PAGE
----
Profit Sharing Plans
The profit sharing plan is generally the most flexible qualified plan that is available. Company contributions to a profit sharing plan are usually made on a discretionary basis. Each year the employer decides the amount, if any, to be contributed to the plan. For tax deduction purposes, the company contribution cannot exceed 25% of the total compensation of all eligible employees. The maximum eligible compensation that can be considered for any single employee is $270,000 in 2017.
The contribution is usually allocated to employees in proportion to compensation and may be allocated using a formula that is integrated with Social Security, resulting in larger contributions for higher paid employees.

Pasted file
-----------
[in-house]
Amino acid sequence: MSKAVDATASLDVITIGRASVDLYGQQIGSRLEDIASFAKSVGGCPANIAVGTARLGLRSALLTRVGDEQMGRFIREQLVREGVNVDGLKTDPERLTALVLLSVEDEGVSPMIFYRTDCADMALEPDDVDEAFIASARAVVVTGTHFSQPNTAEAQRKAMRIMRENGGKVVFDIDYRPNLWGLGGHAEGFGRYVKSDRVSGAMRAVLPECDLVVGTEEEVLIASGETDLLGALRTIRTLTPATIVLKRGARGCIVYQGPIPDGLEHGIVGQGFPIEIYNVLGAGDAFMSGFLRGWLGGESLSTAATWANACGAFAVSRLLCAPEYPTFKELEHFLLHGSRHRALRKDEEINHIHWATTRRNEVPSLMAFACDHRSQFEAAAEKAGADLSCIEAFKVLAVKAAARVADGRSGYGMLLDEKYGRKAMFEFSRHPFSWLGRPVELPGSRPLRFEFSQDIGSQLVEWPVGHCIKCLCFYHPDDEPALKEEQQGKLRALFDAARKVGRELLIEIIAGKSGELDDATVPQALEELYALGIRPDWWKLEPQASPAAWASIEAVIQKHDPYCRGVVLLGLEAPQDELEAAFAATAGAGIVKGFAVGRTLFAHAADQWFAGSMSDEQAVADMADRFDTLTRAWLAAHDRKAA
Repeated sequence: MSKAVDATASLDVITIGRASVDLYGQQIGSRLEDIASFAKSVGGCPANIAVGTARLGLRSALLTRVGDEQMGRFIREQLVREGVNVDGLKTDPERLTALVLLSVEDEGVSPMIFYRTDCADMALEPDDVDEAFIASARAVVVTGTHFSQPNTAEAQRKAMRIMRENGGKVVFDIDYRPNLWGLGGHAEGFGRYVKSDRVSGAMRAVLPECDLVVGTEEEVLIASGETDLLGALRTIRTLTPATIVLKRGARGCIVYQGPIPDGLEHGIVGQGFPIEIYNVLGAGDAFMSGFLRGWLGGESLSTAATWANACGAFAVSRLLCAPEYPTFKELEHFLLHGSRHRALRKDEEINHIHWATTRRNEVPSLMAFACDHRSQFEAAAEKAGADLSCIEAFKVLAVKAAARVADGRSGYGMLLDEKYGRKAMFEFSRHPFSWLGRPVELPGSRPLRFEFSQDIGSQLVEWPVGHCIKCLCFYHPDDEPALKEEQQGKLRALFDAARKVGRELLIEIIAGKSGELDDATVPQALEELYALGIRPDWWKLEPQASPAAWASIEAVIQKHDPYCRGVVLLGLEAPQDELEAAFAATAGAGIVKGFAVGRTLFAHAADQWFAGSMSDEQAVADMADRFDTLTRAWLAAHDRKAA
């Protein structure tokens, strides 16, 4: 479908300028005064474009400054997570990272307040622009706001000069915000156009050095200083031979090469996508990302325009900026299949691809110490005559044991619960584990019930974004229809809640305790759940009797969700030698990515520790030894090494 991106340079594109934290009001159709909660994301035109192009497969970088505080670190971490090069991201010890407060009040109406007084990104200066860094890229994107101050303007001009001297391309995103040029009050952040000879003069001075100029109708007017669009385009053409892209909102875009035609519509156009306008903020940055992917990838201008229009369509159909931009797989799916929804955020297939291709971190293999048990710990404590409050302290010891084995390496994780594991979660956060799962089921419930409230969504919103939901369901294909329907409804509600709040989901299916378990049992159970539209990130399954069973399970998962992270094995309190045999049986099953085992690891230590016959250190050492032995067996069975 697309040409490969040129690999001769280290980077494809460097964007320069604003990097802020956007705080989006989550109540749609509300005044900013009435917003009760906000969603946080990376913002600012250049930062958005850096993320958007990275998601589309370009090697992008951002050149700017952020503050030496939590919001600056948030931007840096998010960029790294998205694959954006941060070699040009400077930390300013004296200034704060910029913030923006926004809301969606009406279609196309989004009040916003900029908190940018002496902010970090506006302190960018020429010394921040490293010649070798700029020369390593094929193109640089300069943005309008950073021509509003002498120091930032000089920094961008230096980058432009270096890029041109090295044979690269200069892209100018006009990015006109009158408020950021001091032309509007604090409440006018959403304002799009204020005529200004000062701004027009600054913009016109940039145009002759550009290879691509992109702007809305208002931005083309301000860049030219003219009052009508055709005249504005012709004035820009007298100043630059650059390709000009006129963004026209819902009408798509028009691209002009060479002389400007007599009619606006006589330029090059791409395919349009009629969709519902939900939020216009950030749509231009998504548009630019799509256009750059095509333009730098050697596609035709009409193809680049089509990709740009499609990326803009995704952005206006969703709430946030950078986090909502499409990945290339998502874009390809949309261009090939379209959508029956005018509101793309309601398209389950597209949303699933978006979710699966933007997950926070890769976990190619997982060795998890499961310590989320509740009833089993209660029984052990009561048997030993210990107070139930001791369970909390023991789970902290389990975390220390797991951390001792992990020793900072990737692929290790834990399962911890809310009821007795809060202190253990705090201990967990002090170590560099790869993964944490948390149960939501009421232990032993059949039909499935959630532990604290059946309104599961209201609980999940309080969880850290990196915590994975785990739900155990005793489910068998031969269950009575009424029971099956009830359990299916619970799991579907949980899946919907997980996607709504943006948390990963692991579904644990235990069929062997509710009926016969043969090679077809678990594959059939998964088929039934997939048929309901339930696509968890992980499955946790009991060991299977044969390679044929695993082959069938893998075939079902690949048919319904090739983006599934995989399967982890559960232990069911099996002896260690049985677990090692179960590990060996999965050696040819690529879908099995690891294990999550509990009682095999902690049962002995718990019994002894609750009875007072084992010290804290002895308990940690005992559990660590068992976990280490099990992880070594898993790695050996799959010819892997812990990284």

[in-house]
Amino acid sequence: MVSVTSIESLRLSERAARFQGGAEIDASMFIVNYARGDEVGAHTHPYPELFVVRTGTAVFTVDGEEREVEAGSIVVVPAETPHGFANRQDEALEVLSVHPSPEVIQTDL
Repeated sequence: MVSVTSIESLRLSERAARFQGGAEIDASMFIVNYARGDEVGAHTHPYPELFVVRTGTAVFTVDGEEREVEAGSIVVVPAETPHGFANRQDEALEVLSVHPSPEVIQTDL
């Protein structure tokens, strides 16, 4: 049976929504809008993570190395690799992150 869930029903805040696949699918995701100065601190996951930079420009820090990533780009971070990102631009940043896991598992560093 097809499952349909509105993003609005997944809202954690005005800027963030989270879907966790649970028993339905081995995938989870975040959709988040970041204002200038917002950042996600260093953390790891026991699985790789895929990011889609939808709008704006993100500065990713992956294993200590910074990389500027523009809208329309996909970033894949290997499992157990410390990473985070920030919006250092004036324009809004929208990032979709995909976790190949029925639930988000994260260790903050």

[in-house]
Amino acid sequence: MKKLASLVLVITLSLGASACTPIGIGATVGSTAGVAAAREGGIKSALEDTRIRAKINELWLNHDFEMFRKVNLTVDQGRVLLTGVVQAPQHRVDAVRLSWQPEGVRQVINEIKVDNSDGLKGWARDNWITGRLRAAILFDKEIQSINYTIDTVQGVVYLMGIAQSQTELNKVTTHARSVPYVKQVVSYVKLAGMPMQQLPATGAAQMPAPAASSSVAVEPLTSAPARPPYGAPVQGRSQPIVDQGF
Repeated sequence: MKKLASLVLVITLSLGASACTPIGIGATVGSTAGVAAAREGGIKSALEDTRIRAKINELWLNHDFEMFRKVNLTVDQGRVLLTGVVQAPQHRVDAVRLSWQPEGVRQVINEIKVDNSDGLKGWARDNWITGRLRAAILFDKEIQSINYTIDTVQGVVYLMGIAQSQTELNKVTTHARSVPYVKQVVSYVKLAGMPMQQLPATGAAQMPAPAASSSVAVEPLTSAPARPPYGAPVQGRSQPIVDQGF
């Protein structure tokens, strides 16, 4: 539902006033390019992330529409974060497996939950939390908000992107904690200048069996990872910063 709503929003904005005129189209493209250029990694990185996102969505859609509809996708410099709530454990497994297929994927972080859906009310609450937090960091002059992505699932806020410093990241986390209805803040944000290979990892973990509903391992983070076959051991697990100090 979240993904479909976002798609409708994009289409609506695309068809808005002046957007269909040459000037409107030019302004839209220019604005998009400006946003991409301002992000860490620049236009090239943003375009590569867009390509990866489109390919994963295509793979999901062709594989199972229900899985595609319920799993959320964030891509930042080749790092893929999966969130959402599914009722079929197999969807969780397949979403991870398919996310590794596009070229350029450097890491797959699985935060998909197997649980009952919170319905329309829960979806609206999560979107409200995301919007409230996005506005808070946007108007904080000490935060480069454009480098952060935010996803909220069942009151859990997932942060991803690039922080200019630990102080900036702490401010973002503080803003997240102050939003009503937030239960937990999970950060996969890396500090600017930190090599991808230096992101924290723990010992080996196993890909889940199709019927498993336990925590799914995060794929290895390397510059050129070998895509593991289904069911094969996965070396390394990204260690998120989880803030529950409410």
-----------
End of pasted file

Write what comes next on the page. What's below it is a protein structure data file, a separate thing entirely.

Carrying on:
Amounts contributed to the plan accumulate tax deferred and are distributed to participants at retirement, after a fixed number of years or upon the occurrence of a specific event such as disability, death or termination of employment.
Age-Weighted Profit Sharing Plans
Profit sharing plans may also use an age-weighted allocation formula that takes into account each employee’s age and compensation. This formula results in a significantly larger allocation of the contribution to eligible employees who are closer to retirement age. Age-weighted profit sharing plans combine the flexibility of a profit sharing plan with the ability of a pension plan to provide benefits in favor of older employees.